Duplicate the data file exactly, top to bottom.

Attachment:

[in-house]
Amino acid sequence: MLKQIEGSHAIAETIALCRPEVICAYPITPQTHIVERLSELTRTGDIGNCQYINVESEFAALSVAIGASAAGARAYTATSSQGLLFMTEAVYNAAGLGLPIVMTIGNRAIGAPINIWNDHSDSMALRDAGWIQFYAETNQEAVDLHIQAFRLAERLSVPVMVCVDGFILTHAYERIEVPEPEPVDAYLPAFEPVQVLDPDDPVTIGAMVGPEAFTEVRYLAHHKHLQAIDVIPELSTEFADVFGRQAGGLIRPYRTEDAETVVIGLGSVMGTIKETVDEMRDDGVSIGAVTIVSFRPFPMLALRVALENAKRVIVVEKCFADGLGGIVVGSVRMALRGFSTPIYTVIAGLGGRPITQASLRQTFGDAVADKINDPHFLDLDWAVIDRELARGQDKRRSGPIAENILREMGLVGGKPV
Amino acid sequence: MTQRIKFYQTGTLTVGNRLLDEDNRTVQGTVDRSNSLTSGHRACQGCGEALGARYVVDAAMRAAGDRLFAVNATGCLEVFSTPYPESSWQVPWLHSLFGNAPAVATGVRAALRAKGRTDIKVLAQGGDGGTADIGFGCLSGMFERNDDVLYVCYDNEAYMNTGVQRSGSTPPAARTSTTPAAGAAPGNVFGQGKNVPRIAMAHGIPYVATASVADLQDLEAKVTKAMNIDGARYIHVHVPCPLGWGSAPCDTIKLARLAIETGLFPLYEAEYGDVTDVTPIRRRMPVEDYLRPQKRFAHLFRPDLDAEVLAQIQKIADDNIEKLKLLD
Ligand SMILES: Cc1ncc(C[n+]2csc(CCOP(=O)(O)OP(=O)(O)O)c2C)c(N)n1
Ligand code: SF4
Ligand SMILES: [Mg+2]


[in-house]
Amino acid sequence: MLKQIEGSHAIAETIALCRPEVICAYPITPQTHIVERLSELTRTGDIGNCQYINVESEFAALSVAIGASAAGARAYTATSSQGLLFMTEAVYNAAGLGLPIVMTIGNRAIGAPINIWNDHSDSMALRDAGWIQFYAETNQEAVDLHIQAFRLAERLSVPVMVCVDGFILTHAYERIEVPEPEPVDAYLPAFEPVQVLDPDDPVTIGAMVGPEAFTEVRYLAHHKHLQAIDVIPELSTEFADVFGRQAGGLIRPYRTEDAETVVIGLGSVMGTIKETVDEMRDDGVSIGAVTIVSFRPFPMLALRVALENAKRVIVVEKCFADGLGGIVVGSVRMALRGFSTPIYTVIAGLGGRPITQASLRQTFGDAVADKINDPHFLDLDWAVIDRELARGQDKRRSGPIAENILREMGLVGGKPV
Amino acid sequence: MTQRIKFYQTGTLTVGNRLLDEDNRTVQGTVDRSNSLTSGHRACQGCGEALGARYVVDAAMRAAGDRLFAVNATGCLEVFSTPYPESSWQVPWLHSLFGNAPAVATGVRAALRAKGRTDIKVLAQGGDGGTADIGFGCLSGMFERNDDVLYVCYDNEAYMNTGVQRSGSTPPAARTSTTPAAGAAPGNVFGQGKNVPRIAMAHGIPYVATASVADLQDLEAKVTKAMNIDGARYIHVHVPCPLGWGSAPCDTIKLARLAIETGLFPLYEAEYGDVTDVTPIRRRMPVEDYLRPQKRFAHLFRPDLDAEVLAQIQKIADDNIEKLKLLD
Ligand SMILES: Cc1ncc(C[n+]2csc(CCOP(=O)(O)OP(=O)(O)O)c2C)c(N)n1
Ligand code: SF4
Ligand SMILES: [Mg+2]